This blog post is about the contemporary architecture near where I live in St Leonards. I should be clear that none of the buildings shown were designed by Living Space Architects, although I must admit I wish I had designed some of them myself as they are beautiful. Where I can I have credited the architect who designed the buildings, but if you know a bit more please do let me know and I will add a further credit.
All photographs were taken by me from the street.
This Sunday was a beautiful sunny day and I was lucky enough to have an hour or two to wander around St Leonard’s in Exeter taking photos. St Leonards has quite a bit of contemporary architecture – something that attracted us to the area when we moved to Exeter. People are often surprised that contemporary buildings are given planning permission in Conservation Areas, but to me the contrast between a beautiful Georgian or Victorian building and a piece of good quality contemporary architecture makes places vibrant and interesting.
A good example of a simple contemporary house that works extremely well in its context can be found on St Leonard’s Rd. The simple lines of the white render and Zinc roof work well set against the neighbouring, more traditional white rendered houses.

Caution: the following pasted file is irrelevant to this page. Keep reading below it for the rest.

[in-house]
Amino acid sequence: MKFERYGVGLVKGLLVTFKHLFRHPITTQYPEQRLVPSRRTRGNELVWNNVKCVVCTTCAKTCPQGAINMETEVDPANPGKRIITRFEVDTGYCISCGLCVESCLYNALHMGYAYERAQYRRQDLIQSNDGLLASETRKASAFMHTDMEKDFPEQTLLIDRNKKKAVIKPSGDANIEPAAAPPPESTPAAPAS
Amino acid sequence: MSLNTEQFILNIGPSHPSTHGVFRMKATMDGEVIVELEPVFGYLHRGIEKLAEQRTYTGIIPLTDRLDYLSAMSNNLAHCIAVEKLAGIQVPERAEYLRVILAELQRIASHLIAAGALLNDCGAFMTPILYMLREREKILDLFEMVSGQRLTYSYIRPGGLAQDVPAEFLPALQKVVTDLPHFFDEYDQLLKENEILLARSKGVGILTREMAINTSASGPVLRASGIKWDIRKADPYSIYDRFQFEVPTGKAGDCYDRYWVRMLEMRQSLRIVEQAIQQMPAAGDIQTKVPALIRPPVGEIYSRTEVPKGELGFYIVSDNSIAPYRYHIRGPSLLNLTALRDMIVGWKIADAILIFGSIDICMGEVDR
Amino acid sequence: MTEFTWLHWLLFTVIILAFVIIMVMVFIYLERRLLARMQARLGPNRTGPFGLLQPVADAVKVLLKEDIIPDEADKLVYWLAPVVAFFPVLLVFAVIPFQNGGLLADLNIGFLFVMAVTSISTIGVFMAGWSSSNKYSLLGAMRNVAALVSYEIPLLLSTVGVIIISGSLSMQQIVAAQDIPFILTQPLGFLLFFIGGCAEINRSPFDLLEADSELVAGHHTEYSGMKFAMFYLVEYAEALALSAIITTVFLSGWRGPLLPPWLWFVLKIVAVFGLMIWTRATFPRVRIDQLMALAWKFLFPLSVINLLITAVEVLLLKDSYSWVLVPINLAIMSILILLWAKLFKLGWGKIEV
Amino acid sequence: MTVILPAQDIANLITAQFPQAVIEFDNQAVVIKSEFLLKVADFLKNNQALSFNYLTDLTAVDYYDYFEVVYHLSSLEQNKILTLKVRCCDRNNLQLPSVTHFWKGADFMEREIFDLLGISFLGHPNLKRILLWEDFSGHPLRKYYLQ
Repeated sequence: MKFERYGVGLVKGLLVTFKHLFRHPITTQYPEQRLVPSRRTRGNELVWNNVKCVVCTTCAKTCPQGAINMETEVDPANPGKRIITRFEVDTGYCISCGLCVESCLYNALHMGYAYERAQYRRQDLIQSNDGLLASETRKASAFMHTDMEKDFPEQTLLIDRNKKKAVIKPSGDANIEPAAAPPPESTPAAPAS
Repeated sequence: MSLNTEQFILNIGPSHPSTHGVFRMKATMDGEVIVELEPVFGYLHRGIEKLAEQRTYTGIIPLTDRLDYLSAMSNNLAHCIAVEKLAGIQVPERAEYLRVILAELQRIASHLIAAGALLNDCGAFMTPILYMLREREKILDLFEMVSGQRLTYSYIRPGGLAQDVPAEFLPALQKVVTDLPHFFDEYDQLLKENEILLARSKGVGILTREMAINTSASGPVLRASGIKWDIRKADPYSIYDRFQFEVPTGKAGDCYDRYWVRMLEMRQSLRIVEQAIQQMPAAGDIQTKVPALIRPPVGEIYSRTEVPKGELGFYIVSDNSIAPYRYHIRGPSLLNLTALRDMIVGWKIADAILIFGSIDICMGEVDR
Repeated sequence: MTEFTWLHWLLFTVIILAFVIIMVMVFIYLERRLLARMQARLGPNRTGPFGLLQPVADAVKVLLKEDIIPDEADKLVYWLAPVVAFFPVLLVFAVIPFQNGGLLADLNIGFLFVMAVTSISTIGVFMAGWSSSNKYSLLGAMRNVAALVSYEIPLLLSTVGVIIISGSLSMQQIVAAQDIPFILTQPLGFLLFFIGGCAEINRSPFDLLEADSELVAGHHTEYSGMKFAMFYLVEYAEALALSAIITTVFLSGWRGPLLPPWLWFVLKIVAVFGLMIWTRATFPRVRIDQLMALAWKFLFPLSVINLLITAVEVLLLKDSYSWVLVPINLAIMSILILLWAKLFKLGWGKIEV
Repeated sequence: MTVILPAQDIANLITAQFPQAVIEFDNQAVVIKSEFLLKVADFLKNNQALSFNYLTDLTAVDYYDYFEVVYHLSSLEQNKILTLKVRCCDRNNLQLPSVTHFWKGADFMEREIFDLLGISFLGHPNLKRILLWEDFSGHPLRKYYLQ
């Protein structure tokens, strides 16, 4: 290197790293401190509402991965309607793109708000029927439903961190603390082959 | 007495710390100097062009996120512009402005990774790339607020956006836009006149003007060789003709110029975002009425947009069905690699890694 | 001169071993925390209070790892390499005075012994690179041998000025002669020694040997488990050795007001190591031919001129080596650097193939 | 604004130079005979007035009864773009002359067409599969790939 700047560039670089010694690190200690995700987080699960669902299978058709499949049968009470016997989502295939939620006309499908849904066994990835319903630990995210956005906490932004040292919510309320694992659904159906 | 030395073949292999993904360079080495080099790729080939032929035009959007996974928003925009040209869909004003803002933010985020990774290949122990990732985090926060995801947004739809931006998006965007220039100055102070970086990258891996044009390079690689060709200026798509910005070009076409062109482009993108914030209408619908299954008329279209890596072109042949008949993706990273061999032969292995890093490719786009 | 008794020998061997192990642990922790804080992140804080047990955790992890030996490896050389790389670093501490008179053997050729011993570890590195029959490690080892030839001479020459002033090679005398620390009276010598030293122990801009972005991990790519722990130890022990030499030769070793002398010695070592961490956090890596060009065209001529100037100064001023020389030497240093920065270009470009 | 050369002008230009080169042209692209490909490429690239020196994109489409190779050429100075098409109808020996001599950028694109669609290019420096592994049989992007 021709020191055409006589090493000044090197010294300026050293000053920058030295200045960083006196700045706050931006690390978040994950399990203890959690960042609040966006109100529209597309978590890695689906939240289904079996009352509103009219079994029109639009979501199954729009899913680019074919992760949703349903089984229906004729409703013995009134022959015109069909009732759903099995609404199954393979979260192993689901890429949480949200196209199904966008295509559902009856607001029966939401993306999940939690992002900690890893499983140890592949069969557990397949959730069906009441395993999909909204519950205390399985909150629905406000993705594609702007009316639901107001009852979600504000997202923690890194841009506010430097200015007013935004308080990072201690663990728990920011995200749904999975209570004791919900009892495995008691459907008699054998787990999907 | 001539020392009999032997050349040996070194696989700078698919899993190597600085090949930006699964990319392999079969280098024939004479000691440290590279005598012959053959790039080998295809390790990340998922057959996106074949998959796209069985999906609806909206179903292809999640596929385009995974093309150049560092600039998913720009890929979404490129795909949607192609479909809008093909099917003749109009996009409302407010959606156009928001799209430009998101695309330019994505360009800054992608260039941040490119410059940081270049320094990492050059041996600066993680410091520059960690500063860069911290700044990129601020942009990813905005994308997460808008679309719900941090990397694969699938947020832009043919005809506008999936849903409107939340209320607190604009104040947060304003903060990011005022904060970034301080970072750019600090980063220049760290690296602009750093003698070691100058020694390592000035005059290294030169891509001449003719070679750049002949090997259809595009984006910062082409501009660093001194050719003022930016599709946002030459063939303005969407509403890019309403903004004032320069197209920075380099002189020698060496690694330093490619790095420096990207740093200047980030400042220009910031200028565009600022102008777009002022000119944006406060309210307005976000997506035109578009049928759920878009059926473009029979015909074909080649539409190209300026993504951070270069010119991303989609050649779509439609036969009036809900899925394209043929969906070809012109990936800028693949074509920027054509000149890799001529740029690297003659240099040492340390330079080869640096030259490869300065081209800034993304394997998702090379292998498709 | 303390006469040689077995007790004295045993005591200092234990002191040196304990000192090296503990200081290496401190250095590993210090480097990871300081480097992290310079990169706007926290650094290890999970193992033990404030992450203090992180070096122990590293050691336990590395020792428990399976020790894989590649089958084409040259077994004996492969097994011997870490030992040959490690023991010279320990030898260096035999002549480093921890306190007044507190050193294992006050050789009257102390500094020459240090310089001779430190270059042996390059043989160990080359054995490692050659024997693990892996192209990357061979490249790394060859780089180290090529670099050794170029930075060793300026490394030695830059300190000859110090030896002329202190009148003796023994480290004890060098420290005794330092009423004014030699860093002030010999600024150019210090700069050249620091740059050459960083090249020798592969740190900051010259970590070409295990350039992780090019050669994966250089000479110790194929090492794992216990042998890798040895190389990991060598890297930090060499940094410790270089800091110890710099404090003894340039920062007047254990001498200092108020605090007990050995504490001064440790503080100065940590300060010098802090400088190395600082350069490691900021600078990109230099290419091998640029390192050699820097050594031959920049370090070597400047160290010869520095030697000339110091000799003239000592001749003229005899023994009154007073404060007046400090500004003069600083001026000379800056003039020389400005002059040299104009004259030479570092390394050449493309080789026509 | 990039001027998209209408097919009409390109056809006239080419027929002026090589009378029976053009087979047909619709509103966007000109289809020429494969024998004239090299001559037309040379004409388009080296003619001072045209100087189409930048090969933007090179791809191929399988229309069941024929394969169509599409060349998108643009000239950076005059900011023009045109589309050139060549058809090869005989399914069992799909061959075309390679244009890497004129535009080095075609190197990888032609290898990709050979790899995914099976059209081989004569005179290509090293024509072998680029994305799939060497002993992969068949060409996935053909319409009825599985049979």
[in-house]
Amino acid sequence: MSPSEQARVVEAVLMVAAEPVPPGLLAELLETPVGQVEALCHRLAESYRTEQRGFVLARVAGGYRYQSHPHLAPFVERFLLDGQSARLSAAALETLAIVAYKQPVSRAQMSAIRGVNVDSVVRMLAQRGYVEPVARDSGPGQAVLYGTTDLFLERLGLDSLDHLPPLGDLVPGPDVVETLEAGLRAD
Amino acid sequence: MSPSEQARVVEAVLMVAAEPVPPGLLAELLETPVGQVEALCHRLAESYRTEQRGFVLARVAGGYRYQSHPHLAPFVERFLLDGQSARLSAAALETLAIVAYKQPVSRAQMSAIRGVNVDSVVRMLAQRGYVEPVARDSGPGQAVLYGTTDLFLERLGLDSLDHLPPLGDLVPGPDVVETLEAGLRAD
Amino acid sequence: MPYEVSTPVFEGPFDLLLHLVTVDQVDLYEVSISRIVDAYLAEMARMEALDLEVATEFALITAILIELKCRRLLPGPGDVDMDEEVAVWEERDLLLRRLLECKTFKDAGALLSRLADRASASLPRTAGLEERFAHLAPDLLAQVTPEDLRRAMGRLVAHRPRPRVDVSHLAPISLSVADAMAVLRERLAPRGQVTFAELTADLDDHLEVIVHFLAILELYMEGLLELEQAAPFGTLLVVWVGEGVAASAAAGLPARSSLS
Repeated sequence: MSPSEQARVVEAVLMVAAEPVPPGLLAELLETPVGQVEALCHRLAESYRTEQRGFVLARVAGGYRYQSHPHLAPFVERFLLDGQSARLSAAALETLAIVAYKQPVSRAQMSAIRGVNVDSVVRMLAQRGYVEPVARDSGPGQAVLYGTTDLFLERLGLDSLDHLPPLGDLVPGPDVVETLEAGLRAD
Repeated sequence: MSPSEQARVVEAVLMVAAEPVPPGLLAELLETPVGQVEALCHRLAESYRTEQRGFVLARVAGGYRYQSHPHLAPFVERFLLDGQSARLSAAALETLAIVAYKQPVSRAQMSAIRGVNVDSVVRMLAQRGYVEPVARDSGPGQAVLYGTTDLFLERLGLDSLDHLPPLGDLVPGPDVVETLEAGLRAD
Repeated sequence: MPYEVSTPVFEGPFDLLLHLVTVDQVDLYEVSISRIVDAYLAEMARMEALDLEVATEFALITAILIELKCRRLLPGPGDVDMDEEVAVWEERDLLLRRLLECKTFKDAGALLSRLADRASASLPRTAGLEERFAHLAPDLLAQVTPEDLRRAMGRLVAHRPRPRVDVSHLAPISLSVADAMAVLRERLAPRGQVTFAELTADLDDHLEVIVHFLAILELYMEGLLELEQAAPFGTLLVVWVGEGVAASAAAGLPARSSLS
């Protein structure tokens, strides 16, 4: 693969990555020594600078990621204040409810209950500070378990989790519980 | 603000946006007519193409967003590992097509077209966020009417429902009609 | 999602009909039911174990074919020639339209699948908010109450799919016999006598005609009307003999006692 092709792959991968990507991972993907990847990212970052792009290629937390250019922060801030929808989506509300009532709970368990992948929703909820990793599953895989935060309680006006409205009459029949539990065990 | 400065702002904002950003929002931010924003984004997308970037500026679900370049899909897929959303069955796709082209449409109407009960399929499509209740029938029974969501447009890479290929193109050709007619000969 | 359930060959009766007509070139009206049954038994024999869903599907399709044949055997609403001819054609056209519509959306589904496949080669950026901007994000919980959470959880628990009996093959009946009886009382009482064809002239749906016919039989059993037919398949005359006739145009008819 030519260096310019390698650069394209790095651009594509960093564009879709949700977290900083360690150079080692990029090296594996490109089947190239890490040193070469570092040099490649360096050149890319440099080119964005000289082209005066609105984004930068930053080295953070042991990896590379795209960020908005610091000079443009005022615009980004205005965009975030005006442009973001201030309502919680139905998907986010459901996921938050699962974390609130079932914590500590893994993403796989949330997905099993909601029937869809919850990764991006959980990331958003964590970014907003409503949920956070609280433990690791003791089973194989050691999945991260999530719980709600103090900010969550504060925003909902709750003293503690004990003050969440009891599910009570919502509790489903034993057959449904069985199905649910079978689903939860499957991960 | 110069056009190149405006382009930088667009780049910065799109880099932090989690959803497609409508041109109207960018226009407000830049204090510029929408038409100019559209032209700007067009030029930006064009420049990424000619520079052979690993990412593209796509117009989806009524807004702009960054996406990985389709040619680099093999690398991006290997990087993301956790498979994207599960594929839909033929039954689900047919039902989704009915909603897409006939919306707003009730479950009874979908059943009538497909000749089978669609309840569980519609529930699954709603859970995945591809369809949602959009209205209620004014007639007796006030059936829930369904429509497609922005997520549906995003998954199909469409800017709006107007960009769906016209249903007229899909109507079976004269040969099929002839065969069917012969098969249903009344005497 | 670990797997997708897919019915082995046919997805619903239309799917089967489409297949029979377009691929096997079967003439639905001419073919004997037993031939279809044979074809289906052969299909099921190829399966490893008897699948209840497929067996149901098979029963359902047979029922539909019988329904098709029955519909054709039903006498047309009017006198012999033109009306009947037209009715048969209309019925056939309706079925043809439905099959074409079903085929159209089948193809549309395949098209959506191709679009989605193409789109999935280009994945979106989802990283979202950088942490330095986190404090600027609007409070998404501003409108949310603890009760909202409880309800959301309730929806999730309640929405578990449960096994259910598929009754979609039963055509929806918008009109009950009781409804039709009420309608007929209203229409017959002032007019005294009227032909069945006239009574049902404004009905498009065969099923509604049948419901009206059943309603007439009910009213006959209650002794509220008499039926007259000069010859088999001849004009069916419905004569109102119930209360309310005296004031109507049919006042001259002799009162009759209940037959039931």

This gorgeous house by the architect David Sheppard takes that concept further; at first glance it is a white rendered box, but as you move closer and past the building you notice the clever use of white-washed larch cladding and exceptional detailing of elements such as windows and doors.
An important aspect of the design of these modern buildings is scale, by ensuring that the buildings reflect the scale of the surrounding street scape the architects have enabled them to sit effortlessly and gracefully amongst their older neighbours without causing a fuss.
My final choice is a house by Harrison Sutton Architects on Matford Lane in St Leonard’s. The house is situated next to the Old Rectory, a lovely old stone building that stands up to the Rd. The new house stands proudly alongside with its curved stair tower animating the front facade. The result when viewed alongside the neighbouring Victorian buildings is a successful link between the white rendered semis and the older rectory.